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Coddled eggsPhoto: Shutterstock

Answer: A—Cook in liquid just below the boiling point

As in, "Coddling is a very gentle cooking method that results in the most tender eggs."

Learn how to correct the mistakes you might be making with eggs.

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Cooking terms - aspicPhoto: readersdigest.ca/Shutterstock

Cooking Term #13: Aspic

A: Paring knife with a pointed blade
B: Savoury meat-stock jelly
C: Snake soup

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Aspic meat jelliesPhoto: Shutterstock

Answer: B—Savoury meat-stock jelly

As in, "A lot of the aspic recipes I've come across are from Eastern European countries."

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Cooking terms - confitPhoto: readersdigest.ca/Shutterstock

Cooking Term #14: Confit

A: Cheesecloth used to make yogourt
B: Blend of oats and rice
C: Meat cooked and preserved in its own fat

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Duck confitPhoto: Shutterstock

Answer: C—Meat cooked and preserved in its own fat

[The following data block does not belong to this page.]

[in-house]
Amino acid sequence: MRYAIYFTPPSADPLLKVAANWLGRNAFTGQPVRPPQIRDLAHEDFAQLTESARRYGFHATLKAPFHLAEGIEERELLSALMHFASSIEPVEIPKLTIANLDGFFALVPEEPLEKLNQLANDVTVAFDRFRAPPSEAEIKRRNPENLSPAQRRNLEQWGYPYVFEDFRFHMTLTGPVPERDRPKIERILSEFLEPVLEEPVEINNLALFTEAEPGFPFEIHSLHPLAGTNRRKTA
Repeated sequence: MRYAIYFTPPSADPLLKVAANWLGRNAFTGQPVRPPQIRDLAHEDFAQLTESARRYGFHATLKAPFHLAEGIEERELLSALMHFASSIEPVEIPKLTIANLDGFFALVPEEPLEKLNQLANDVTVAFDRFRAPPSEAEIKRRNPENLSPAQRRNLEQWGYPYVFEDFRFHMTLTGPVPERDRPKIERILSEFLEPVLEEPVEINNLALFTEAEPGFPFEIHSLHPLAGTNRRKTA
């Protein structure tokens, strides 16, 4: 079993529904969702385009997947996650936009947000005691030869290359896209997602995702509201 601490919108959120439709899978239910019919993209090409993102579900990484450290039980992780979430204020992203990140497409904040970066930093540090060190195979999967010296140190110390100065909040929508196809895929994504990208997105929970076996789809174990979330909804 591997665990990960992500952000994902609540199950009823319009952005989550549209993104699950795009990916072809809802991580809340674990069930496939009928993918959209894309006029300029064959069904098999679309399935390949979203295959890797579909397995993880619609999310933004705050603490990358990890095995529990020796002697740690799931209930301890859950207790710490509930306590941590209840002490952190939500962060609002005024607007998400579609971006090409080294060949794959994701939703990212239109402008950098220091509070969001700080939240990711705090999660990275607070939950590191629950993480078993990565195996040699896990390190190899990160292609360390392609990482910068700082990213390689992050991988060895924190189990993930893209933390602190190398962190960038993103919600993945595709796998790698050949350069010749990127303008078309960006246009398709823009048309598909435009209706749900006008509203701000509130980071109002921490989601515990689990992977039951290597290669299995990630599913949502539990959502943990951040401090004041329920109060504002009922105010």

As in, "If you're interested in mastering old French cooking techniques, start with confit."

You're wasting your money if you throw out these overlooked cuts of meat.

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Cooking terms - MandolinPhoto: readersdigest.ca/Shutterstock

Cooking Term #15: Mandolin

A: Utensil with adjustable blades for slicing
B: Hot fruit salad
C: Needle for trussing poultry

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Mandolin slicerPhoto: Shutterstock

Answer: A—Utensil with adjustable blades for slicing

As in, "Most home cooks are scared of using a Mandolin, but they aren't that much dangerous than a regular knife."

Next, check out these Depression-era cooking tips worth trying!

Originally Published in Reader's Digest Canada